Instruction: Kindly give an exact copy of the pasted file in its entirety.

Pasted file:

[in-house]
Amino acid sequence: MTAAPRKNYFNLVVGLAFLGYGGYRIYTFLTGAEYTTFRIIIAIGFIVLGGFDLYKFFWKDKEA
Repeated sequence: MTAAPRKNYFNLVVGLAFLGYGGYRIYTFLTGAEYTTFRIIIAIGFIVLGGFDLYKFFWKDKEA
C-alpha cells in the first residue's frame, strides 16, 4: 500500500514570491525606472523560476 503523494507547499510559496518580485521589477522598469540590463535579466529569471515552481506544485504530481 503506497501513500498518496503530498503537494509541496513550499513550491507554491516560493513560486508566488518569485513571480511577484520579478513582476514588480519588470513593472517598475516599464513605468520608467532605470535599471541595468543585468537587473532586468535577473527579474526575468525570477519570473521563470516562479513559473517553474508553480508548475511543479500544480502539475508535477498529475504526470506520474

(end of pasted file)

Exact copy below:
[in-house]
Amino acid sequence: MTAAPRKNYFNLVVGLAFLGYGGYRIYTFLTGAEYTTFRIIIAIGFIVLGGFDLYKFFWKDKEA
Repeated sequence: MTAAPRKNYFNLVVGLAFLGYGGYRIYTFLTGAEYTTFRIIIAIGFIVLGGFDLYKFFWKDKEA
C-alpha cells in the first residue's frame, strides 16, 4: 500500500514570491525606472523560476 503523494507547499510559496518580485521589477522598469540590463535579466529569471515552481506544485504530481 503506497501513500498518496503530498503537494509541496513550499513550491507554491516560493513560486508566488518569485513571480511577484520579478513582476514588480519588470513593472517598475516599464513605468520608467532605470535599471541595468543585468537587473532586468535577473527579474526575468525570477519570473521563470516562479513559473517553474508553480508548475511543479500544480502539475508535477498529475504526470506520474